Majority Leader, Osei Kyei Mensah-Bonsu, has suggested that future Speakers of Parliament who may have to act as President be allowed to take only the Oath of Secrecy.
At the moment, Speakers of Parliament who serve as acting President in the absence of both the President and the Vice, are to take only the Oath of Office.
But speaking on the floor of Parliament on Sunday after Professor Michael Oquaye was sworn in as acting President, Mr. Mensah-Bonsu said the country could take a second look at the arrangement.
He argued further that the Speaker of Parliament is already administered the Oath of Allegiance when sworn in as Speaker of Parliament.
“The Speaker did not take Oath of Secrecy. For the Oath of Allegiance, the Speaker has already taken it, so I would want to plead that going forward, whenever he has to be sworn in, he does not need to take the Oath of Allegiance because he has already done so as a Speaker. What he didn’t do was the Oath of Secrecy that is done by the President.”
“So I would think that, going forward, when the Speaker has to be sworn in as a President, the Oath of Secrecy would have to be admitted. It has never been done, but I guess we can improve our own procedures,” the Majority Leader stated.
The Oath of Secrecy
The Oath of Secrecy is taken to ensure that one does not reveal State secrets.
The Oath of Secrecy says: “I,………………………………………………………………………………………………holding the office of…………………………………………..do (in the name of the Almighty God swear) (solemnly affirm) that I will not directly or indirectly communicate or reveal to any person any matter which shall be brought under my consideration or shall come to my knowledge in the discharge of my official duties except as may be required for the discharge of my official duties or as may be specially permitted by law. (So help me God)”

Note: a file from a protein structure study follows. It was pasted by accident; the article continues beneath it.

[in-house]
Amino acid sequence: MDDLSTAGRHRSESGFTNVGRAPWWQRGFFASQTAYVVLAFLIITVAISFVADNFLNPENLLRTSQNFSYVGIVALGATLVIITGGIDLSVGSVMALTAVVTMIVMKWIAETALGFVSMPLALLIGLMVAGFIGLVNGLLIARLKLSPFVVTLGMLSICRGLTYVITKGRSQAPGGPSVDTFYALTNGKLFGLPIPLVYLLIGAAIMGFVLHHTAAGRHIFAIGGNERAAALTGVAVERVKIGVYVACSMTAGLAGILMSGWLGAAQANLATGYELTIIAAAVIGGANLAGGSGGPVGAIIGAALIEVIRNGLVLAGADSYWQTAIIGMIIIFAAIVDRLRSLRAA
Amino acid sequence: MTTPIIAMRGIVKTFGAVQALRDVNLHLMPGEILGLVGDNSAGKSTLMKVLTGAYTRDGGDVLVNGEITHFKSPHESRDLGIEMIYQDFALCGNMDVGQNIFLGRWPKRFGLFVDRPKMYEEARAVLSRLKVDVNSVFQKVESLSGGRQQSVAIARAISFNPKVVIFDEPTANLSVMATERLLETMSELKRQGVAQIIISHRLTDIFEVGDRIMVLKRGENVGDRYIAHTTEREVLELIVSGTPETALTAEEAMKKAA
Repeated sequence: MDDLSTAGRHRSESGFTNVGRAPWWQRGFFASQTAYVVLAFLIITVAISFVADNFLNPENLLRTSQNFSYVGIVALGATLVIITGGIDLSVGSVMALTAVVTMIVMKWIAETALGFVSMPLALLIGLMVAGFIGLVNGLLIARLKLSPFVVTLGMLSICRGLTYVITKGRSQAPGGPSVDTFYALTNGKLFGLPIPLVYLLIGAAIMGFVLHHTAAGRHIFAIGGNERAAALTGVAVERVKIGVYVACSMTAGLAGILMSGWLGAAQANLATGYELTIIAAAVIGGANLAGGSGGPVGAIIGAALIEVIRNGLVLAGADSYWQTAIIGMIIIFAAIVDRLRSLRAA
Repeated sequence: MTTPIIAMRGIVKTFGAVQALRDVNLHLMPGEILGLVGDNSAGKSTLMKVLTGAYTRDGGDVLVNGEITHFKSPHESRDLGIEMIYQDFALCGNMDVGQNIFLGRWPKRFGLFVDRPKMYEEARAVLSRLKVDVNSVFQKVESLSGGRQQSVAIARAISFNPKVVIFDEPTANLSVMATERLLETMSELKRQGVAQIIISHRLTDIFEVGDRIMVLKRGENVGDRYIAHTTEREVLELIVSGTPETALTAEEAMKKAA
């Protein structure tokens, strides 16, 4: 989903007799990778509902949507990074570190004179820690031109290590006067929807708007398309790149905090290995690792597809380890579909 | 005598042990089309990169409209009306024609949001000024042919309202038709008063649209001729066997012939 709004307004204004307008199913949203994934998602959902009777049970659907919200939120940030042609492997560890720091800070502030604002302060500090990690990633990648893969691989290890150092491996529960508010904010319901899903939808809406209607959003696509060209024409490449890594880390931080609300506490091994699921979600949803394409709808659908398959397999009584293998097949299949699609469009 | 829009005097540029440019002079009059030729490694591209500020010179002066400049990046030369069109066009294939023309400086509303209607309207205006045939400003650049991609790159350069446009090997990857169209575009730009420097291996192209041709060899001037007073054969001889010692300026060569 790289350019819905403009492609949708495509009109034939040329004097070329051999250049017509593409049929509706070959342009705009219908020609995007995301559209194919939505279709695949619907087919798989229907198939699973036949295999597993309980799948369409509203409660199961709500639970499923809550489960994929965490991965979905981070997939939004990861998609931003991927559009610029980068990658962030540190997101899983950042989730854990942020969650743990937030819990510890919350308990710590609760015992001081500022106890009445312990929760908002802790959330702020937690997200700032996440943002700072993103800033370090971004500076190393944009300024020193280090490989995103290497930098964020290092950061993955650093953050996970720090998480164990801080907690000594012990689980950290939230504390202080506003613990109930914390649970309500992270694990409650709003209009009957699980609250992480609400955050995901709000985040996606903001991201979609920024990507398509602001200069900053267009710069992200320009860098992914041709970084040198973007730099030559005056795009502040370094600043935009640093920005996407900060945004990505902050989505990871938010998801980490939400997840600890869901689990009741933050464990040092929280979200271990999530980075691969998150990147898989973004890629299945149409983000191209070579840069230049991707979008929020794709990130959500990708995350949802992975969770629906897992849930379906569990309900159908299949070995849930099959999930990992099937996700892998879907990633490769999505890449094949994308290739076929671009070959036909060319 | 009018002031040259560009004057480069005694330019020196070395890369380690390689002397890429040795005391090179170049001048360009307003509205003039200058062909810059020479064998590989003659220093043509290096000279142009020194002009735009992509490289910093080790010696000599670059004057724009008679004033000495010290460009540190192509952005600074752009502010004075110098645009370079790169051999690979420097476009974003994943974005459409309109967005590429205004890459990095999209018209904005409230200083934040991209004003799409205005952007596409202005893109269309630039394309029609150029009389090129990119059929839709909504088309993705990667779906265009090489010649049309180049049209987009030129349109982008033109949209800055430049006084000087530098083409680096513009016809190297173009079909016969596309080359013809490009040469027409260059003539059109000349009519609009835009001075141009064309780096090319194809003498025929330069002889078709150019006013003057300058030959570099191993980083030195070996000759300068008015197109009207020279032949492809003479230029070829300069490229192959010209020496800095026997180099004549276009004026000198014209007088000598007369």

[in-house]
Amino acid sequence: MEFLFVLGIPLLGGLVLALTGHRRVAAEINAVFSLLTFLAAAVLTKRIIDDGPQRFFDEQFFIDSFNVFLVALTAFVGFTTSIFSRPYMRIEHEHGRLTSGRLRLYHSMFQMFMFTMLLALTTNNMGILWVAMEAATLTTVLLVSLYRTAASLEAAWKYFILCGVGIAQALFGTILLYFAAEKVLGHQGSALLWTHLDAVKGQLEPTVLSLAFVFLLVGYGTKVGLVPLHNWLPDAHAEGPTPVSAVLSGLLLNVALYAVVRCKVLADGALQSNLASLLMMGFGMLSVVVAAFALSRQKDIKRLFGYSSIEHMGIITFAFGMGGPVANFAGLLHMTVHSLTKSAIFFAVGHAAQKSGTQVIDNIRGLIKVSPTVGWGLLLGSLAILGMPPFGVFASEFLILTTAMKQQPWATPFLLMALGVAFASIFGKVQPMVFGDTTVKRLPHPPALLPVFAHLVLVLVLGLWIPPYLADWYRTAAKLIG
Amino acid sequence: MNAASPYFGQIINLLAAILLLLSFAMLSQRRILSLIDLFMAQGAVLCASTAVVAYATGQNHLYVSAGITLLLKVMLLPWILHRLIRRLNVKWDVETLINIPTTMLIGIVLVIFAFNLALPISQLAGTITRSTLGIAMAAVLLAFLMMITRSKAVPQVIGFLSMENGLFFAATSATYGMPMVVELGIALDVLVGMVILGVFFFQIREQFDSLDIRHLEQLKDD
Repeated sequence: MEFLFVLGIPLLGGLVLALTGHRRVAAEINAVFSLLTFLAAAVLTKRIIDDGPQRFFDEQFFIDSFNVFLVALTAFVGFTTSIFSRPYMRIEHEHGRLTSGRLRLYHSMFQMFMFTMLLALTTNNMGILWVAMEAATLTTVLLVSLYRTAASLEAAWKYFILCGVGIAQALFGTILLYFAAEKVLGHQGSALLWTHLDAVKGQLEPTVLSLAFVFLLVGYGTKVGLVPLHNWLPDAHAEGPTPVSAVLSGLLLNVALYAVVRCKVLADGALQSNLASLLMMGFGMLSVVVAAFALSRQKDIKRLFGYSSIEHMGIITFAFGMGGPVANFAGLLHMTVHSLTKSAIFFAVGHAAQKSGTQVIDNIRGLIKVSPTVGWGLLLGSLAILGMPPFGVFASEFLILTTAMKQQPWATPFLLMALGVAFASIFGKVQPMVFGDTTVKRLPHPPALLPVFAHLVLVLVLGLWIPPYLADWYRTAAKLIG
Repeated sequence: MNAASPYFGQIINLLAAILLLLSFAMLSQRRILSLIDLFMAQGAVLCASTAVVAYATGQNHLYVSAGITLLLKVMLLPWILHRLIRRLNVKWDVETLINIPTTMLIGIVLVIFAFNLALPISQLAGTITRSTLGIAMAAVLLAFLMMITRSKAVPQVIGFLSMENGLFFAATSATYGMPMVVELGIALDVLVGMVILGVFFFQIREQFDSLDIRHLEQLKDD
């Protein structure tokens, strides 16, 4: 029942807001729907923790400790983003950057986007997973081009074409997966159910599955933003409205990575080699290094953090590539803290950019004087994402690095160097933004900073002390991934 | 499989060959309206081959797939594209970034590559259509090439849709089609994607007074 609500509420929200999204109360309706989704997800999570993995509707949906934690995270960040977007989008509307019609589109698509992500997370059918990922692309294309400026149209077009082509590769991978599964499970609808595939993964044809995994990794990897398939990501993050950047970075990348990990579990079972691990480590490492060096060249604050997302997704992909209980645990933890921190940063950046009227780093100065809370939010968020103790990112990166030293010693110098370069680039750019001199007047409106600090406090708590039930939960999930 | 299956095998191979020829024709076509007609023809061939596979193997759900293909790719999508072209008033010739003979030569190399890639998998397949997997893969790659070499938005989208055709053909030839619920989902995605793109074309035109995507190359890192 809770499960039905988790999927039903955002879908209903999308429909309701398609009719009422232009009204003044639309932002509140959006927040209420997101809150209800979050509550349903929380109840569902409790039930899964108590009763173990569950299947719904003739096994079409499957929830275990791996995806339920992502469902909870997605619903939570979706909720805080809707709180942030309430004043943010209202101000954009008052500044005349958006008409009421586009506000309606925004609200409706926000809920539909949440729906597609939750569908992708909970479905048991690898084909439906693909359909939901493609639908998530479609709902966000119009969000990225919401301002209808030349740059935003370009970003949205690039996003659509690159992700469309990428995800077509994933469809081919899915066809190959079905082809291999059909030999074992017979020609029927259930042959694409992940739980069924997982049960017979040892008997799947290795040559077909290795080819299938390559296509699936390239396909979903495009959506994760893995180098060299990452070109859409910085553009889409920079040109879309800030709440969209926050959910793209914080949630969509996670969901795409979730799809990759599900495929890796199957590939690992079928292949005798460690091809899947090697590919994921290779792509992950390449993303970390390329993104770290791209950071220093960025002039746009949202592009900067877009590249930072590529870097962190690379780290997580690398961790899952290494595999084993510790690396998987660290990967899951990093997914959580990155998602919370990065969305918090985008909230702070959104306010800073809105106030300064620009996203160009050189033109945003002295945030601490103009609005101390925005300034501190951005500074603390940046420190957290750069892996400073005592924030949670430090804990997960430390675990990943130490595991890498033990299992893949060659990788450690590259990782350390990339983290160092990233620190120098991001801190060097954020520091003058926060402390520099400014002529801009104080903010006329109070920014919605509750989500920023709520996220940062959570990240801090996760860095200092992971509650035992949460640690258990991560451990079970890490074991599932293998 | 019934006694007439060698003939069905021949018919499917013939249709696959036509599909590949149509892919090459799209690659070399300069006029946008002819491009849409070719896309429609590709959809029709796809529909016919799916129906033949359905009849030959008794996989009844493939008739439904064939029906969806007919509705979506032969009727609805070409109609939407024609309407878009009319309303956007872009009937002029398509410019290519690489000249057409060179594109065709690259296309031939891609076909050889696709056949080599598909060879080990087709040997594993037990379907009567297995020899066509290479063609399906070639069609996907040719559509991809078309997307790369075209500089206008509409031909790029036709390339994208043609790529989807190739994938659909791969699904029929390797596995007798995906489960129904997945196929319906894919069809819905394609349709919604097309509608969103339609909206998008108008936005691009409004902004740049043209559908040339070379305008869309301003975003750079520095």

It is to be sworn before the President, the Chief Justice or such other person as the President may designate.
Controversy over swearing-in
The law concerning the swearing-in was breached by a former Speaker of Parliament, Doe Adjaho in 2014, when he refused to take the oath of office as acting President at a point.
Both President Mahama and his Vice Kwesi Amissah-Arthur, had traveled outside the country at the time.
This compelled the Managing Director of Citi FM, Samuel Atta-Mensah, and a United States-based Ghanaian lawyer, Prof. Kwaku Asare, to file a suit at the Supreme Court, to among other things, seek an interpretation of Article 60 (12) of the 1992 Constitution, which requires that the Speaker takes the oath of office each time he is to act as President.
The Supreme Court, in a unanimous decision, declared that the Speaker of Parliament, Mr. Edward Doe Adjaho, violated Article 60 (11)-(12) of the 1992 Constitution when he declined to be sworn in to act as President.
The nine-member panel, presided over by Justice Sophia Akuffo, also averred that the “Speaker of Parliament shall always, before assuming the functions of the Office of President when the President and the Vice-President are unable to perform their functions, take and subscribe to the oath set out in relation to the Office of President”.
Some have however insisted that the law is obsolete, considering that a President on an international assignment remains a President, and so he or she doesn’t need anyone to act in his absence.